On July 3rd, the CEO of Netflix Reed Hastings posted a message on Facebook indicating that users of the online video-streaming service had surpassed 1 billion hours of viewing. The stock price of the company rose 6.2 percent that same day. The SEC apparently wasn't too happy about this. They have sent the company a Wells Notice, which indicates that sufficient wrongdoing has occured to warrant a civil lawsuit. Why would the SEC sue over a Facebook post? In 2000, the SEC announced Regulation Fair Disclosure or Reg FD which requires that material information from publicly-traded companies be disseminated to investors in a "non-exclusionary" way like a press release. This is to prevent some investors from having more information than others in order to make investment decisions. It appears that even though Netflix has over 200,000 followers on Facebook, a social media post doesn't qualify as non-exclusionary. With more company CEOs using social media, this may become a test case to determine if social media accounts like Facebook and Twitter violate Regulation FD or if they will be added to the list of approved methods of communications.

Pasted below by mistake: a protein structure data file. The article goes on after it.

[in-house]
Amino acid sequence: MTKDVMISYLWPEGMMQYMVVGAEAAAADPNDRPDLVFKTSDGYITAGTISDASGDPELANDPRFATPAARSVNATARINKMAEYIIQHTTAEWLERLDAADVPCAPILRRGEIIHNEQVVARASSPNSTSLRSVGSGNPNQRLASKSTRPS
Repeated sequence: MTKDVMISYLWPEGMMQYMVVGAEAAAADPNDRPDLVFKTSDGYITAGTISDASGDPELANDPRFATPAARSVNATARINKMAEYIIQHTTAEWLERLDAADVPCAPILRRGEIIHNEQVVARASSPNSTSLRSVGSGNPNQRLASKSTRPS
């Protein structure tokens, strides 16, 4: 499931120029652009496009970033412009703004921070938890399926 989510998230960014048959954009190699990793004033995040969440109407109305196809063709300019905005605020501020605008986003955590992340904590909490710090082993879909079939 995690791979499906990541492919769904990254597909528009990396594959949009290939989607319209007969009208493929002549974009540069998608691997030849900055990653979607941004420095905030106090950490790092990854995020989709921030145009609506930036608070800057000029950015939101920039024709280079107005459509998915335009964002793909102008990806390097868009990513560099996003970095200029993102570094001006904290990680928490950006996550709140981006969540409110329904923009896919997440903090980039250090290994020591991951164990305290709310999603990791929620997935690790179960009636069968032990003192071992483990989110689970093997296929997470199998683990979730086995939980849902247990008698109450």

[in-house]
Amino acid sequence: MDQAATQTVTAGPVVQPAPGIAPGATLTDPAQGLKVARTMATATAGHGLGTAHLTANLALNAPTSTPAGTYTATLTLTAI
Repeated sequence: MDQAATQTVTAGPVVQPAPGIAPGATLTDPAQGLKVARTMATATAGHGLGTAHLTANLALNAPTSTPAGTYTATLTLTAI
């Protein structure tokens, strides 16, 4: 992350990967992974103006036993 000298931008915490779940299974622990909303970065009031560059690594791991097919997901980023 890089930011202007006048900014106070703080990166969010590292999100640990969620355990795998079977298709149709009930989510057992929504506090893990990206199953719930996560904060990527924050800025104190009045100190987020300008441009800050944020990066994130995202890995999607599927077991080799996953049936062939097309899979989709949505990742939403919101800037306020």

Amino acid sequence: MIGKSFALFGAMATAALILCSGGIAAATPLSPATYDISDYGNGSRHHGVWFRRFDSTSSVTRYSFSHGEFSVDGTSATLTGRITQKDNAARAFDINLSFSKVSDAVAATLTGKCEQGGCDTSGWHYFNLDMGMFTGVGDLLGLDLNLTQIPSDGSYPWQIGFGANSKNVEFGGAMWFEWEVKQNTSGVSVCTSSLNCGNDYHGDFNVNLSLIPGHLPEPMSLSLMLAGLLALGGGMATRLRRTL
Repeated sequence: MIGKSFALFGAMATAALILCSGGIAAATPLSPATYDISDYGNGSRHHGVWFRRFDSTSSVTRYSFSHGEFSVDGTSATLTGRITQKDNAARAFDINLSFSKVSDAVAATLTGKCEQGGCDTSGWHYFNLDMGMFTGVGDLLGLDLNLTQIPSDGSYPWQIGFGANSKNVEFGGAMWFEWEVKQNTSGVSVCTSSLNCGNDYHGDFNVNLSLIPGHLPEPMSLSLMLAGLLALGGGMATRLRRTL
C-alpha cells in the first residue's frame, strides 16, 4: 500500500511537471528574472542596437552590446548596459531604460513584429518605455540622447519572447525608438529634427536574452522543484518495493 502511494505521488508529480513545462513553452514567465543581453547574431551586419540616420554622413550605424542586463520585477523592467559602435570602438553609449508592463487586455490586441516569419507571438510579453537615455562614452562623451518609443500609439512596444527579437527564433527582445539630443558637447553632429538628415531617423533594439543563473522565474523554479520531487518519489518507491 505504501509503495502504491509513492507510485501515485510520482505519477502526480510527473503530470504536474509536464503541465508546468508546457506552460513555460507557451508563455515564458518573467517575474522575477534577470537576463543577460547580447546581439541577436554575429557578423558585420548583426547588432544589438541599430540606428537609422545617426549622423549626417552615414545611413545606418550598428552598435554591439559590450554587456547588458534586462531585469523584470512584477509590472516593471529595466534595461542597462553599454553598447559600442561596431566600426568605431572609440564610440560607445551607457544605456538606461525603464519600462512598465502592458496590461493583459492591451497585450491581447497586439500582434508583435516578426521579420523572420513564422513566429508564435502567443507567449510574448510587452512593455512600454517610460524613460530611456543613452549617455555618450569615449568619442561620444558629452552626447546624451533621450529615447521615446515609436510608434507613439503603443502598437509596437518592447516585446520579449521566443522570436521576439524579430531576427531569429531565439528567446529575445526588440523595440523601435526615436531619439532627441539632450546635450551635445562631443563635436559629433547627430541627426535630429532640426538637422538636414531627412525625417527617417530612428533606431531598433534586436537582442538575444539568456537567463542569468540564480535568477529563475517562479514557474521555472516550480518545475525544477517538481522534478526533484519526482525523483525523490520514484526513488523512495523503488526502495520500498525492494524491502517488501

Learn more at Bloomberg BusinessWeek.
Read more Finance Watch articles.